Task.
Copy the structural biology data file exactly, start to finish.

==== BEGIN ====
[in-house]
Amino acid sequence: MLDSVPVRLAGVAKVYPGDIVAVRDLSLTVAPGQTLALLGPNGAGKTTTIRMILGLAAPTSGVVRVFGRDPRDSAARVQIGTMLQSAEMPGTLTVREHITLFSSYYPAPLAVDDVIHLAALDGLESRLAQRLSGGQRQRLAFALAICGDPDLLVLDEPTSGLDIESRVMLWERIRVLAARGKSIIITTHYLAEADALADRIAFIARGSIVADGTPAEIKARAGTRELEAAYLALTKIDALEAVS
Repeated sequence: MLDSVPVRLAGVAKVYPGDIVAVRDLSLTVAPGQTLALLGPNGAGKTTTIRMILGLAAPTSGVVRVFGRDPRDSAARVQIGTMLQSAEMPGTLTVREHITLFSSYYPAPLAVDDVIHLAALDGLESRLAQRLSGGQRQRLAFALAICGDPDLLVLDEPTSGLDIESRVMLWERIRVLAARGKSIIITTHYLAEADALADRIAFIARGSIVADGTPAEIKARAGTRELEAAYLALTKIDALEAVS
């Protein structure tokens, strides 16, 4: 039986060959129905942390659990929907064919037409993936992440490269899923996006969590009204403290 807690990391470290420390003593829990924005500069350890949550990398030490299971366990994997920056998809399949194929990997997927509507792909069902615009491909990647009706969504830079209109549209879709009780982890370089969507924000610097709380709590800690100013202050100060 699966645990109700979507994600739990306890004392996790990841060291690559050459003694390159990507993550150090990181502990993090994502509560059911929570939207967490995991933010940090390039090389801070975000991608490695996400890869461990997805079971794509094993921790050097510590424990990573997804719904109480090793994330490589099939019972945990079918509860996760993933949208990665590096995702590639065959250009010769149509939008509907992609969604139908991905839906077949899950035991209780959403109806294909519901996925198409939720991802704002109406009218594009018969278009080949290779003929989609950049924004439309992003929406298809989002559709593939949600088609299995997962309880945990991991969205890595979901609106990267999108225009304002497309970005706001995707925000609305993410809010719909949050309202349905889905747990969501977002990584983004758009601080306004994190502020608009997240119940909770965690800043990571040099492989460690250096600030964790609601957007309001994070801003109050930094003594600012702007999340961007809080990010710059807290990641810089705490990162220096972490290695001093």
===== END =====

[in-house]
Amino acid sequence: MLDSVPVRLAGVAKVYPGDIVAVRDLSLTVAPGQTLALLGPNGAGKTTTIRMILGLAAPTSGVVRVFGRDPRDSAARVQIGTMLQSAEMPGTLTVREHITLFSSYYPAPLAVDDVIHLAALDGLESRLAQRLSGGQRQRLAFALAICGDPDLLVLDEPTSGLDIESRVMLWERIRVLAARGKSIIITTHYLAEADALADRIAFIARGSIVADGTPAEIKARAGTRELEAAYLALTKIDALEAVS
Repeated sequence: MLDSVPVRLAGVAKVYPGDIVAVRDLSLTVAPGQTLALLGPNGAGKTTTIRMILGLAAPTSGVVRVFGRDPRDSAARVQIGTMLQSAEMPGTLTVREHITLFSSYYPAPLAVDDVIHLAALDGLESRLAQRLSGGQRQRLAFALAICGDPDLLVLDEPTSGLDIESRVMLWERIRVLAARGKSIIITTHYLAEADALADRIAFIARGSIVADGTPAEIKARAGTRELEAAYLALTKIDALEAVS
């Protein structure tokens, strides 16, 4: 039986060959129905942390659990929907064919037409993936992440490269899923996006969590009204403290 807690990391470290420390003593829990924005500069350890949550990398030490299971366990994997920056998809399949194929990997997927509507792909069902615009491909990647009706969504830079209109549209879709009780982890370089969507924000610097709380709590800690100013202050100060 699966645990109700979507994600739990306890004392996790990841060291690559050459003694390159990507993550150090990181502990993090994502509560059911929570939207967490995991933010940090390039090389801070975000991608490695996400890869461990997805079971794509094993921790050097510590424990990573997804719904109480090793994330490589099939019972945990079918509860996760993933949208990665590096995702590639065959250009010769149509939008509907992609969604139908991905839906077949899950035991209780959403109806294909519901996925198409939720991802704002109406009218594009018969278009080949290779003929989609950049924004439309992003929406298809989002559709593939949600088609299995997962309880945990991991969205890595979901609106990267999108225009304002497309970005706001995707925000609305993410809010719909949050309202349905889905747990969501977002990584983004758009601080306004994190502020608009997240119940909770965690800043990571040099492989460690250096600030964790609601957007309001994070801003109050930094003594600012702007999340961007809080990010710059807290990641810089705490990162220096972490290695001093």